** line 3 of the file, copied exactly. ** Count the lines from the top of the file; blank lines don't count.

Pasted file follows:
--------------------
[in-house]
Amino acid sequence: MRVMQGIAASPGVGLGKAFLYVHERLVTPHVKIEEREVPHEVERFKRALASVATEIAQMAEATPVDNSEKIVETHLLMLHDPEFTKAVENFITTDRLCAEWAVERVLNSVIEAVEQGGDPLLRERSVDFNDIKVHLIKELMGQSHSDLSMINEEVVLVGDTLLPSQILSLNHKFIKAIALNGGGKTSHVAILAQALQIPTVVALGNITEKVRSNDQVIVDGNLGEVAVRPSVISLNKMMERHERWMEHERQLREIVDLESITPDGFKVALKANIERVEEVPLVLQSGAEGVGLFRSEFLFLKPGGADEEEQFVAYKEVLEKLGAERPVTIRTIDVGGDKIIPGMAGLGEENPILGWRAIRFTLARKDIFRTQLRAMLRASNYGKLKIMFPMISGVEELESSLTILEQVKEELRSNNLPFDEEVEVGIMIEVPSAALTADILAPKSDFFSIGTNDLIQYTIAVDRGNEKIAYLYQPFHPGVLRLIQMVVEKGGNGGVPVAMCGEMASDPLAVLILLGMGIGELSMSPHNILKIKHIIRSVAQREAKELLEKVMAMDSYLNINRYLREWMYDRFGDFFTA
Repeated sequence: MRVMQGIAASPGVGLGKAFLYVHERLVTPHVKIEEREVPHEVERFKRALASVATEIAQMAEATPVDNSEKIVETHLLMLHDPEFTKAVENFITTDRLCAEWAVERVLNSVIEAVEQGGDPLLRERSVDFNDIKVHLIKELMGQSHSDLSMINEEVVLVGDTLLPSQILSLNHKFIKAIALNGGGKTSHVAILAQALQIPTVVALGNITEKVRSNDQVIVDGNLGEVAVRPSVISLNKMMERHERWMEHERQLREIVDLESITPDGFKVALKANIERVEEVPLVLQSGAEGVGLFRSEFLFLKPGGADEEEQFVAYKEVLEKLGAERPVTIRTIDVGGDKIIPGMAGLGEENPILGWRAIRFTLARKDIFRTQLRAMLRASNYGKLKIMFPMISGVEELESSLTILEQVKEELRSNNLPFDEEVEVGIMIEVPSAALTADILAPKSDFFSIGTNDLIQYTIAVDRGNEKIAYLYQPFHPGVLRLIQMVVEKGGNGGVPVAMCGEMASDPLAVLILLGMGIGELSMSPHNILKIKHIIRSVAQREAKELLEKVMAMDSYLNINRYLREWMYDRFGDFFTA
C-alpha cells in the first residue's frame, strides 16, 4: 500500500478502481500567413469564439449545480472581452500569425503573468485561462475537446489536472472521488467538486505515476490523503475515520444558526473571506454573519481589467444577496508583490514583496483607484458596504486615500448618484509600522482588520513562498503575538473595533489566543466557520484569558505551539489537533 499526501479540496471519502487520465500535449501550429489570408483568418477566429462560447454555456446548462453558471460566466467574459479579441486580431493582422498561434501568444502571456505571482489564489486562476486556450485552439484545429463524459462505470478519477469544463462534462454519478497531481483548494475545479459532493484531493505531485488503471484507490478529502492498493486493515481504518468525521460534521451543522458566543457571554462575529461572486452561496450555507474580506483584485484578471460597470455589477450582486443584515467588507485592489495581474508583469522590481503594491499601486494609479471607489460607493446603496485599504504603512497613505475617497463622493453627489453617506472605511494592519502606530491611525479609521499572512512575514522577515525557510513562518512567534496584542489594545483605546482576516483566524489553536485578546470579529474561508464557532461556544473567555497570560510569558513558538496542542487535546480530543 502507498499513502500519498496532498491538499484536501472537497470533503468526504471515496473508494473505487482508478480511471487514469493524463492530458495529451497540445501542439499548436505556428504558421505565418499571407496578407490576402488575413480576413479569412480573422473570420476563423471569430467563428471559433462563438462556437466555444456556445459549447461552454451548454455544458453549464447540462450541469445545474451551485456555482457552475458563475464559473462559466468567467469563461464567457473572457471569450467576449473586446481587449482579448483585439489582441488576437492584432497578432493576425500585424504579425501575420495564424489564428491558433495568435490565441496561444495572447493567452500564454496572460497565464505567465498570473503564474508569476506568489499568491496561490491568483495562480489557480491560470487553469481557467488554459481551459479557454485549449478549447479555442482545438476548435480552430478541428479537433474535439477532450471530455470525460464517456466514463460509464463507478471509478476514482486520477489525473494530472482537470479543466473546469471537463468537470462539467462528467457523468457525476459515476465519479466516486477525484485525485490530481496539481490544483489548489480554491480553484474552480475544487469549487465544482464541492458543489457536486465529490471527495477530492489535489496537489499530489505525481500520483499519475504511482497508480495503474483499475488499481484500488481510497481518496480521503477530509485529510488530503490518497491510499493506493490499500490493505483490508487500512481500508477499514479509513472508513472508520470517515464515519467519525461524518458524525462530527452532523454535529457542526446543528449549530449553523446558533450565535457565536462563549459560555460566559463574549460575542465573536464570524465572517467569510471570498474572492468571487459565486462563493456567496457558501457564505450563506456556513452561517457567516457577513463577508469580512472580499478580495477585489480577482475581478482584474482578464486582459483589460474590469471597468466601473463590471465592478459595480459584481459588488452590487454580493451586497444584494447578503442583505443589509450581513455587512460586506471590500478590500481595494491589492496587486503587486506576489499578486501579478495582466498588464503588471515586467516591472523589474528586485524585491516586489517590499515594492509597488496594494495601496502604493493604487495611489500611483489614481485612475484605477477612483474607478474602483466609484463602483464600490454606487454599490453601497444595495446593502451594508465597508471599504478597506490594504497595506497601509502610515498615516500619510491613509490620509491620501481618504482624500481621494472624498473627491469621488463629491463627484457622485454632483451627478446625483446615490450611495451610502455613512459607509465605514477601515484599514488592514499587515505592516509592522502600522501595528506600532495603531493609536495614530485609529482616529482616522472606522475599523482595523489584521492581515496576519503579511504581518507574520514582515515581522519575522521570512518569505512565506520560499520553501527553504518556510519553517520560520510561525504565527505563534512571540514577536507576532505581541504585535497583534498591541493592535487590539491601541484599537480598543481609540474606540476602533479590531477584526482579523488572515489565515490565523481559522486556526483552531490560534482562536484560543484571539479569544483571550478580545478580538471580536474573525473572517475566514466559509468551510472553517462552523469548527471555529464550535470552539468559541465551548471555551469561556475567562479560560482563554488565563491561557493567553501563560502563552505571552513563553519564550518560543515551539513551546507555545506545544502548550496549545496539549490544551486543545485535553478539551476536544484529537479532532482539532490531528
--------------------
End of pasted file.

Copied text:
Repeated sequence: MRVMQGIAASPGVGLGKAFLYVHERLVTPHVKIEEREVPHEVERFKRALASVATEIAQMAEATPVDNSEKIVETHLLMLHDPEFTKAVENFITTDRLCAEWAVERVLNSVIEAVEQGGDPLLRERSVDFNDIKVHLIKELMGQSHSDLSMINEEVVLVGDTLLPSQILSLNHKFIKAIALNGGGKTSHVAILAQALQIPTVVALGNITEKVRSNDQVIVDGNLGEVAVRPSVISLNKMMERHERWMEHERQLREIVDLESITPDGFKVALKANIERVEEVPLVLQSGAEGVGLFRSEFLFLKPGGADEEEQFVAYKEVLEKLGAERPVTIRTIDVGGDKIIPGMAGLGEENPILGWRAIRFTLARKDIFRTQLRAMLRASNYGKLKIMFPMISGVEELESSLTILEQVKEELRSNNLPFDEEVEVGIMIEVPSAALTADILAPKSDFFSIGTNDLIQYTIAVDRGNEKIAYLYQPFHPGVLRLIQMVVEKGGNGGVPVAMCGEMASDPLAVLILLGMGIGELSMSPHNILKIKHIIRSVAQREAKELLEKVMAMDSYLNINRYLREWMYDRFGDFFTA